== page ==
What ever happened to Tandem and NonStop OS 2035
What ever happened to Tandem and NonStop OS 2038
Eric Chomko It strikes me that you have a very narrow definition of success. Alpha made money hand over fist, DEC's dissolution had very little to do...
Some of the later -8's (VT78 anyone?) were very much personal microcomputers. The VT78 used the single-chip PDP-8 compatible microprocessor. It was packaged as a VT52 video terminal with two floppy drives and mostly sold as a word processing system. But all the good OS-8 software would run on it: RUNOFF, FORTRAN, I think there was an EMACS-8 ? It would have been a very good personal computer, even if the architecture was a bit odd.
But DEC had this problem that they had too many competing personal computers and did not push any of them much:
- VT78 described above - VT180 (Robin), a VT100 with an 8080 running CP-M - GIGI (sort of like the Radio Shack ColorComputer done DEC's way) - RAINBOW - a PC running MS-DOS but not compatible enough to actually run most shrink-wrapped PC software - and lets not forget the Heathkit LSI-11s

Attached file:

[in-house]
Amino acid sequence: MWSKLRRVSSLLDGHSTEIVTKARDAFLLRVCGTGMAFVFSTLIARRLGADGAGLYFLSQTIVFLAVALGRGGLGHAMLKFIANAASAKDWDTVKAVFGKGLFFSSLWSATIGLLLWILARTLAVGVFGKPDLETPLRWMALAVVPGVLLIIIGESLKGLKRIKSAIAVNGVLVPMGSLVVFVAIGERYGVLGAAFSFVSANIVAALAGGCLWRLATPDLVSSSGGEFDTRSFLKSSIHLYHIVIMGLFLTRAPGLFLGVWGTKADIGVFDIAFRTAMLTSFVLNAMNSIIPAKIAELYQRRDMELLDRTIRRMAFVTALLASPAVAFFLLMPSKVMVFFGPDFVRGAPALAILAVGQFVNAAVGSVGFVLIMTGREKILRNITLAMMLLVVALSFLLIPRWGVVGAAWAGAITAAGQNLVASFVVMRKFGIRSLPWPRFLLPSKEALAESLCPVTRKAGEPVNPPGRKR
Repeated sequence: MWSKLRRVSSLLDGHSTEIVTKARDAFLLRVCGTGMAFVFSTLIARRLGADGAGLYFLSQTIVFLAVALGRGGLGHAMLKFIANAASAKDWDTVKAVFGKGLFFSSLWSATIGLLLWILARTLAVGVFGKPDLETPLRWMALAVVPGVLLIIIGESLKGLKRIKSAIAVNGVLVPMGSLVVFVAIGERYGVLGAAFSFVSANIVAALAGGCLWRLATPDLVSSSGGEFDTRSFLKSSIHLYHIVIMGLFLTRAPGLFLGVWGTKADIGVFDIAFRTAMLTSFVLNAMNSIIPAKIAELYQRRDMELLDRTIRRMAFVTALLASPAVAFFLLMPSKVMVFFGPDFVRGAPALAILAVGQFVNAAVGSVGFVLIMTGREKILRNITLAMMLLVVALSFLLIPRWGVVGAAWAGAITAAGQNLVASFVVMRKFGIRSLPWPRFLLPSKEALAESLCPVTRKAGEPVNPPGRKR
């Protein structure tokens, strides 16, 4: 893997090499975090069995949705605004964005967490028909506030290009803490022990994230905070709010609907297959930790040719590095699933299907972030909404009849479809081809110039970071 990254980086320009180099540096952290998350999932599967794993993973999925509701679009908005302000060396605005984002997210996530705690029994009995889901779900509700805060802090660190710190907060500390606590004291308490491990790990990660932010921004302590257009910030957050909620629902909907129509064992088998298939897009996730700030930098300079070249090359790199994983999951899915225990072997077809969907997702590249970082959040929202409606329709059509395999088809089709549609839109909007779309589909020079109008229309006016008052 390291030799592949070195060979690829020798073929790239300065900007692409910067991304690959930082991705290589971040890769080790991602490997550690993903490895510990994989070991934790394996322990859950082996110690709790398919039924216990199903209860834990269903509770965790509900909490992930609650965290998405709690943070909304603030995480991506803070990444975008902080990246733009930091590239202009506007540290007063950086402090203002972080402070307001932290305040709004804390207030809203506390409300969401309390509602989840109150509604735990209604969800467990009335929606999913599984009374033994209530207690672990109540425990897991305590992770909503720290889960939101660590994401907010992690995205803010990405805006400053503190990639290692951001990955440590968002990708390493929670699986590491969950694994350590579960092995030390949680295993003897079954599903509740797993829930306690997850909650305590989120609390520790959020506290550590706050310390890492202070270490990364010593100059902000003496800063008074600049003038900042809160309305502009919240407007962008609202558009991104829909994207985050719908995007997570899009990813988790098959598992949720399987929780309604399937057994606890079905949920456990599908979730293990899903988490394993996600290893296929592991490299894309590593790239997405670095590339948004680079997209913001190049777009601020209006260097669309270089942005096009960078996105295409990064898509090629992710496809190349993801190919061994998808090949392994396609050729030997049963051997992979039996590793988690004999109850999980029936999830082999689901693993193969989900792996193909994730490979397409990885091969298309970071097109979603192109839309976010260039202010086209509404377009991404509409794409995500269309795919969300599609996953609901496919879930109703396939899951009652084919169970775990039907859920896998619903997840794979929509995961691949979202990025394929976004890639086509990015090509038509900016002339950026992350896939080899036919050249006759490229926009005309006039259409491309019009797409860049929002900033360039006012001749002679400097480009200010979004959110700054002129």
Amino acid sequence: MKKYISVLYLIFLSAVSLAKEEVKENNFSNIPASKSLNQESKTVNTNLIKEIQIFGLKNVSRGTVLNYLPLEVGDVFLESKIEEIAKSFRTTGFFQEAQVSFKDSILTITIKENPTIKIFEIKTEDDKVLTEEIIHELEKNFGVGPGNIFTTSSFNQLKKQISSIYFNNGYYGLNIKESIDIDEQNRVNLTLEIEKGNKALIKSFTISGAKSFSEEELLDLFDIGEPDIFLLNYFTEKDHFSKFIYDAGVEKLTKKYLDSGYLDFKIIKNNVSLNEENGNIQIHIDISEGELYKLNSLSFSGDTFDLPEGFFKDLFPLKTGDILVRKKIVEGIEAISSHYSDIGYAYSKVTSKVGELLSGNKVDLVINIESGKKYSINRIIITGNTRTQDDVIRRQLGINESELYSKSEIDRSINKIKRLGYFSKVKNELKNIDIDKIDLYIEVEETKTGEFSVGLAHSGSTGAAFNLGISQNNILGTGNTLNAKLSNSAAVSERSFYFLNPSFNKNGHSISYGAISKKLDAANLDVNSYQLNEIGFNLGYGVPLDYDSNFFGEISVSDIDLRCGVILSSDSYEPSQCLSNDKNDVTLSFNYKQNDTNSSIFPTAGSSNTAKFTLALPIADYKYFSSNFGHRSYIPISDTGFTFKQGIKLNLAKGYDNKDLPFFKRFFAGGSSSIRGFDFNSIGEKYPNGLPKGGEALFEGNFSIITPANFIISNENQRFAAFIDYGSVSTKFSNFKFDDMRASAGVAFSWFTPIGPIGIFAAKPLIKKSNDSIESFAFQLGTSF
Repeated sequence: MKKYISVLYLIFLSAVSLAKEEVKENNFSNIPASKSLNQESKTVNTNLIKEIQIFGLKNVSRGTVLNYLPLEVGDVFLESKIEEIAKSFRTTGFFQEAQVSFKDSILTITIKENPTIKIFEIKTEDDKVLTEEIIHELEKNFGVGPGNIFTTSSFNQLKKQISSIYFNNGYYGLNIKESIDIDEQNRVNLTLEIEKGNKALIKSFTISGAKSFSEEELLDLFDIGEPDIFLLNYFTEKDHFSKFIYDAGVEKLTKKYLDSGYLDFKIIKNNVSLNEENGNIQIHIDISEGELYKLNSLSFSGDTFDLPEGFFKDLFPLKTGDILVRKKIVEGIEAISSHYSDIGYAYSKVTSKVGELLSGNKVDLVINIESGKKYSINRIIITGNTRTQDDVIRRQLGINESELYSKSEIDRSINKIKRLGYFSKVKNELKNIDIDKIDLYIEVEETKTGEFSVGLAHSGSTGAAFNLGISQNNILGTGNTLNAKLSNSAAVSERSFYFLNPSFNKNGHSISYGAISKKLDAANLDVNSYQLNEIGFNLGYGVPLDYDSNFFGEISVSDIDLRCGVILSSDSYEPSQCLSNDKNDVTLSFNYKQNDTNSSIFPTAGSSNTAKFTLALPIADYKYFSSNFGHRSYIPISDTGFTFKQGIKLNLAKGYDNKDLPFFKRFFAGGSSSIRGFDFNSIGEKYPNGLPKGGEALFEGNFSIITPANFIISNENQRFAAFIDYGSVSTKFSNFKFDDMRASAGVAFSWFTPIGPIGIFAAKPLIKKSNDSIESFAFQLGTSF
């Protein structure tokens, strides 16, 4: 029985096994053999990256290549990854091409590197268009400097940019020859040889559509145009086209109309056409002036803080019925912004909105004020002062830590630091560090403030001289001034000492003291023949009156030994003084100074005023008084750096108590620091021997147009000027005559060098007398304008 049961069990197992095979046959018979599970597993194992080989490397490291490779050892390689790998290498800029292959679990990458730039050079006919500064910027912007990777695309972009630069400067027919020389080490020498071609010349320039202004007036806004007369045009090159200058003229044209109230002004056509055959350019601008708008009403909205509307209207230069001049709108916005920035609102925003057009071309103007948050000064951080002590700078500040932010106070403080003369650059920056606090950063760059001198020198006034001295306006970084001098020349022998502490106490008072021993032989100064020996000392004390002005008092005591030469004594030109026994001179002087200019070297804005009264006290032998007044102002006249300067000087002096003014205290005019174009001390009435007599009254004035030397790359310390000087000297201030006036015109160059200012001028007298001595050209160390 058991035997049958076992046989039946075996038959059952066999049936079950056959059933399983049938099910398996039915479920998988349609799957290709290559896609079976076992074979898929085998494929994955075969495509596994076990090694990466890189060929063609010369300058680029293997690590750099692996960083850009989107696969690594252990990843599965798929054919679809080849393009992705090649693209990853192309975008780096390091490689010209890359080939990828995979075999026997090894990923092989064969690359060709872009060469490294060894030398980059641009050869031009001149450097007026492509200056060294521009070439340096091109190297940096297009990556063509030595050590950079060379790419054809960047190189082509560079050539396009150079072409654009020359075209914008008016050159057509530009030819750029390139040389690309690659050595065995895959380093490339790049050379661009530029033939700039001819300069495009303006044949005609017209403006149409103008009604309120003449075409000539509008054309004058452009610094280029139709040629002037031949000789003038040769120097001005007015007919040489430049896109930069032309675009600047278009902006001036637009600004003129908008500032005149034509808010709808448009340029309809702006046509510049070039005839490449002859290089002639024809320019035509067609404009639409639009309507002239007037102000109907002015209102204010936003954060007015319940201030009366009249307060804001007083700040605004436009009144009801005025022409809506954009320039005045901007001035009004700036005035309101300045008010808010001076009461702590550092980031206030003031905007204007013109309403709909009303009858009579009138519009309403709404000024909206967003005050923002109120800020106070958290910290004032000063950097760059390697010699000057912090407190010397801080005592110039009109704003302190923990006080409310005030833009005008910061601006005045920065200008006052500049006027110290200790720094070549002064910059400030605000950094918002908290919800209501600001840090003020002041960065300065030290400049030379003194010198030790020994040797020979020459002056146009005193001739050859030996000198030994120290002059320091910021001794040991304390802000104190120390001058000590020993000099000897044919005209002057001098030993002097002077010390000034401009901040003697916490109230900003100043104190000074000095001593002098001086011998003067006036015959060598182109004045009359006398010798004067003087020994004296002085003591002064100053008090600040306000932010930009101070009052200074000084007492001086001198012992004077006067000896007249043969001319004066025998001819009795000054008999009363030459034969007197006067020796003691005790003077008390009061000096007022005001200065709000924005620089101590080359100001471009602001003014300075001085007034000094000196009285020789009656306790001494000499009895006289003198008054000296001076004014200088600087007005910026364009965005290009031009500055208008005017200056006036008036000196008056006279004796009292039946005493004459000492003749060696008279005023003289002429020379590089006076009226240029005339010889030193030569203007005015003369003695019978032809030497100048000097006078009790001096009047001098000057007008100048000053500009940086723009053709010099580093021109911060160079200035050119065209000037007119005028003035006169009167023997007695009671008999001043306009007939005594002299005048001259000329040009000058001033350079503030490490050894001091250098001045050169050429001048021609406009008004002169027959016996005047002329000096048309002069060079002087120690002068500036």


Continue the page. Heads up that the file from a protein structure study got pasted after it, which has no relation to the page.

Of these the Rainbow got the most attention from DEC marketing. It was a loser because it did not do anything interesting that the IBM PC did not do, so it had value only by being cheaper than an IBM PC, and it was not a good enough PC to be usable by companies that were standardizing on PCs.
The Robin was cheaper, and could probably have competed on price if DEC had been willing to "cheapen it" by letting it into the retail channel and make use of the mbutt manufacturing muscle of the VT100 factory.
What ever happened to Tandem and NonStop OS 2036
On Wed, 31 Aug 2005 17:31:52 +0000, Eric Chomko Actually, if memory serves, the PDP-8 actually pre-dates the 4004. So it would be more accurate to say "...given that there...
The GIGI was cute as a button but useless.
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